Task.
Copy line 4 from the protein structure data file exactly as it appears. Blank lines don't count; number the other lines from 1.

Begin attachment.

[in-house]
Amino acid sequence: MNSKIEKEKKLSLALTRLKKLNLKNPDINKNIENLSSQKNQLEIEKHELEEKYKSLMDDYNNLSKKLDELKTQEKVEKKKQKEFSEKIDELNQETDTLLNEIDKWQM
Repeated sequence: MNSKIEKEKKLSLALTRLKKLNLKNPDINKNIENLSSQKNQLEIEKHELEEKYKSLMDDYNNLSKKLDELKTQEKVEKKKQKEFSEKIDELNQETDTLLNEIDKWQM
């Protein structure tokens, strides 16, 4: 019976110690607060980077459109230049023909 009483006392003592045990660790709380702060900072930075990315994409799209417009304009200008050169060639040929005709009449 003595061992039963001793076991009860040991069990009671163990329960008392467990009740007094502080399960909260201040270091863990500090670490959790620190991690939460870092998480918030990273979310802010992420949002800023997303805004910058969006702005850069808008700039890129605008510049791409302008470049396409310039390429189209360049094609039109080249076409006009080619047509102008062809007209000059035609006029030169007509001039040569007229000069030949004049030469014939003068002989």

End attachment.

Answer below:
């Protein structure tokens, strides 16, 4: 019976110690607060980077459109230049023909 009483006392003592045990660790709380702060900072930075990315994409799209417009304009200008050169060639040929005709009449 003595061992039963001793076991009860040991069990009671163990329960008392467990009740007094502080399960909260201040270091863990500090670490959790620190991690939460870092998480918030990273979310802010992420949002800023997303805004910058969006702005850069808008700039890129605008510049791409302008470049396409310039390429189209360049094609039109080249076409006009080619047509102008062809007209000059035609006029030169007509001039040569007229000069030949004049030469014939003068002989």